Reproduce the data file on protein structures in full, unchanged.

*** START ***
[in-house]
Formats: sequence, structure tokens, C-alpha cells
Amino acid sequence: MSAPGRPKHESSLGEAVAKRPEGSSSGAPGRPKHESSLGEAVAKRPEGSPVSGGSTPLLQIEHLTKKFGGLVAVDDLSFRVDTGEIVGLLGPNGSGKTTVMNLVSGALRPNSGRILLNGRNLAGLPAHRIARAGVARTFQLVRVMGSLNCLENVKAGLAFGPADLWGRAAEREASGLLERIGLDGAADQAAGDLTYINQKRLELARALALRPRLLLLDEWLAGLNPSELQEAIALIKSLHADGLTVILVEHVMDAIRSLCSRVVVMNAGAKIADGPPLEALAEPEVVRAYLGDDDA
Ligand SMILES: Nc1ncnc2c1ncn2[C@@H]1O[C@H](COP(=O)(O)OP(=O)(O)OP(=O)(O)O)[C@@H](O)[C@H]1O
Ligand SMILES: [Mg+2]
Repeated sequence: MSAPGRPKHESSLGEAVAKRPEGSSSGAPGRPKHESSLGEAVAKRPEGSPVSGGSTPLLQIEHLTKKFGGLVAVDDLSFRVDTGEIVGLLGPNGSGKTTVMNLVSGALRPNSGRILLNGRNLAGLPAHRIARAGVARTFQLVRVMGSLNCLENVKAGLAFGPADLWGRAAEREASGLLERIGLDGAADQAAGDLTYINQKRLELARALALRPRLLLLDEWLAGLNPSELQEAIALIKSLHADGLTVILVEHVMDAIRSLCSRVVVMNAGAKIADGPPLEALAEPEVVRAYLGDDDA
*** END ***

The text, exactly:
[in-house]
Formats: sequence, structure tokens, C-alpha cells
Amino acid sequence: MSAPGRPKHESSLGEAVAKRPEGSSSGAPGRPKHESSLGEAVAKRPEGSPVSGGSTPLLQIEHLTKKFGGLVAVDDLSFRVDTGEIVGLLGPNGSGKTTVMNLVSGALRPNSGRILLNGRNLAGLPAHRIARAGVARTFQLVRVMGSLNCLENVKAGLAFGPADLWGRAAEREASGLLERIGLDGAADQAAGDLTYINQKRLELARALALRPRLLLLDEWLAGLNPSELQEAIALIKSLHADGLTVILVEHVMDAIRSLCSRVVVMNAGAKIADGPPLEALAEPEVVRAYLGDDDA
Ligand SMILES: Nc1ncnc2c1ncn2[C@@H]1O[C@H](COP(=O)(O)OP(=O)(O)OP(=O)(O)O)[C@@H](O)[C@H]1O
Ligand SMILES: [Mg+2]
Repeated sequence: MSAPGRPKHESSLGEAVAKRPEGSSSGAPGRPKHESSLGEAVAKRPEGSPVSGGSTPLLQIEHLTKKFGGLVAVDDLSFRVDTGEIVGLLGPNGSGKTTVMNLVSGALRPNSGRILLNGRNLAGLPAHRIARAGVARTFQLVRVMGSLNCLENVKAGLAFGPADLWGRAAEREASGLLERIGLDGAADQAAGDLTYINQKRLELARALALRPRLLLLDEWLAGLNPSELQEAIALIKSLHADGLTVILVEHVMDAIRSLCSRVVVMNAGAKIADGPPLEALAEPEVVRAYLGDDDA